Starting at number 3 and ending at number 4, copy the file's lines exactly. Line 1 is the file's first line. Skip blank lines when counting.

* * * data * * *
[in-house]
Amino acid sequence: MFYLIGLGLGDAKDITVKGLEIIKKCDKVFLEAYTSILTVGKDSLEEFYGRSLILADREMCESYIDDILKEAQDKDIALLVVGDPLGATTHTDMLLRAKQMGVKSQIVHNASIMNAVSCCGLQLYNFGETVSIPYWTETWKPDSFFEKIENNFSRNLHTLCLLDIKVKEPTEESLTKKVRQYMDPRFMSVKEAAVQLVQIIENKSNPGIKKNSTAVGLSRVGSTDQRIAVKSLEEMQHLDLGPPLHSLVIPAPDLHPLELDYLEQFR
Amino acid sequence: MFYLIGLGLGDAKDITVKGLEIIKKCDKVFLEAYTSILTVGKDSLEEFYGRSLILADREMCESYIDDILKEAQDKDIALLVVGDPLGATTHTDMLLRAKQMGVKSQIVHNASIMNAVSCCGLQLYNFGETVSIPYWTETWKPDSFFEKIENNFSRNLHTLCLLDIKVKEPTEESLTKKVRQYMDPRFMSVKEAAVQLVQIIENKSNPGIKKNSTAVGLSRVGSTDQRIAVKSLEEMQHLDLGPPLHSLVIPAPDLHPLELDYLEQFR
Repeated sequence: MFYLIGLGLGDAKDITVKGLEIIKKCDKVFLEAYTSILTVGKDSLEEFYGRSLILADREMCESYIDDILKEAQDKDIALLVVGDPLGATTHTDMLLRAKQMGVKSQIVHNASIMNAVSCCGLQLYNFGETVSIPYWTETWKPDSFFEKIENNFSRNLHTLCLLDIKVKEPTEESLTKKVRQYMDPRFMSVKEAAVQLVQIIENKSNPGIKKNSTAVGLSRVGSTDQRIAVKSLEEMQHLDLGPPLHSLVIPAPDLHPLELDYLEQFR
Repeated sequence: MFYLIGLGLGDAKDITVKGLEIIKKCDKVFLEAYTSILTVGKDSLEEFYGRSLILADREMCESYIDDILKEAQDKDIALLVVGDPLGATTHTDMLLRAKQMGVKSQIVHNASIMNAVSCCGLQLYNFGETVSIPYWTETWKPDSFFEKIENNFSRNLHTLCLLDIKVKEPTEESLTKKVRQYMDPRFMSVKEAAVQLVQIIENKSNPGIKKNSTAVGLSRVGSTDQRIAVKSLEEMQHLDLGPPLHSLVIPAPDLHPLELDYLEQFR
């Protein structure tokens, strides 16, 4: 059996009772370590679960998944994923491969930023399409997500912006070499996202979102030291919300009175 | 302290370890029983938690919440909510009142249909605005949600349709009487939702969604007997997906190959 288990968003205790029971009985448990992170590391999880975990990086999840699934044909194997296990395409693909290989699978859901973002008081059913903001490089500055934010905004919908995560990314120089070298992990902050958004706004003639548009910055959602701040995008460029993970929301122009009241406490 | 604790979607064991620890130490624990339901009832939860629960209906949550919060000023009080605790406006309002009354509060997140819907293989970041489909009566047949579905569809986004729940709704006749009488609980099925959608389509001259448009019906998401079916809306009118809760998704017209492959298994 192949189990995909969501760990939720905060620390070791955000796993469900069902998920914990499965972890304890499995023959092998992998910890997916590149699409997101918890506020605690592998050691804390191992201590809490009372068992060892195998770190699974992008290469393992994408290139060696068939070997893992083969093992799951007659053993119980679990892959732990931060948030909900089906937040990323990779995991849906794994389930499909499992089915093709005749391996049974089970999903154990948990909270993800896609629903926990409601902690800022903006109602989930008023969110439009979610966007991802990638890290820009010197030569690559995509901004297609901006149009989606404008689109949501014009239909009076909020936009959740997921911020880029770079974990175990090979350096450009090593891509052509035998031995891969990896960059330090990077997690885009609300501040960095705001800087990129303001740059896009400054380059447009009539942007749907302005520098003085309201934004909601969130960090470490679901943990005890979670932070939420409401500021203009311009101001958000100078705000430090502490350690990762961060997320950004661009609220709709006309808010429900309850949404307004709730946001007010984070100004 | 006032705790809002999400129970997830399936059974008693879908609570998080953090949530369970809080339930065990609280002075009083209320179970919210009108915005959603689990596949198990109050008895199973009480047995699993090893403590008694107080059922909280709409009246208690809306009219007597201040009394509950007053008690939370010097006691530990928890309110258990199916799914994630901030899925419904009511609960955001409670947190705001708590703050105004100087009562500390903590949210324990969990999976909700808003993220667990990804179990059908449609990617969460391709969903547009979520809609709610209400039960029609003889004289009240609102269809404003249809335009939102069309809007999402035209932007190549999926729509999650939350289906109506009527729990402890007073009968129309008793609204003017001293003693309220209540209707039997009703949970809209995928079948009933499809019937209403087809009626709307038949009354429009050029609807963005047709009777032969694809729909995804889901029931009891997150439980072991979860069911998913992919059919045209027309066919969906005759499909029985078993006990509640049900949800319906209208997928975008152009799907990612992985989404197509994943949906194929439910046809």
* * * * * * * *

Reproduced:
Amino acid sequence: MFYLIGLGLGDAKDITVKGLEIIKKCDKVFLEAYTSILTVGKDSLEEFYGRSLILADREMCESYIDDILKEAQDKDIALLVVGDPLGATTHTDMLLRAKQMGVKSQIVHNASIMNAVSCCGLQLYNFGETVSIPYWTETWKPDSFFEKIENNFSRNLHTLCLLDIKVKEPTEESLTKKVRQYMDPRFMSVKEAAVQLVQIIENKSNPGIKKNSTAVGLSRVGSTDQRIAVKSLEEMQHLDLGPPLHSLVIPAPDLHPLELDYLEQFR
Repeated sequence: MFYLIGLGLGDAKDITVKGLEIIKKCDKVFLEAYTSILTVGKDSLEEFYGRSLILADREMCESYIDDILKEAQDKDIALLVVGDPLGATTHTDMLLRAKQMGVKSQIVHNASIMNAVSCCGLQLYNFGETVSIPYWTETWKPDSFFEKIENNFSRNLHTLCLLDIKVKEPTEESLTKKVRQYMDPRFMSVKEAAVQLVQIIENKSNPGIKKNSTAVGLSRVGSTDQRIAVKSLEEMQHLDLGPPLHSLVIPAPDLHPLELDYLEQFR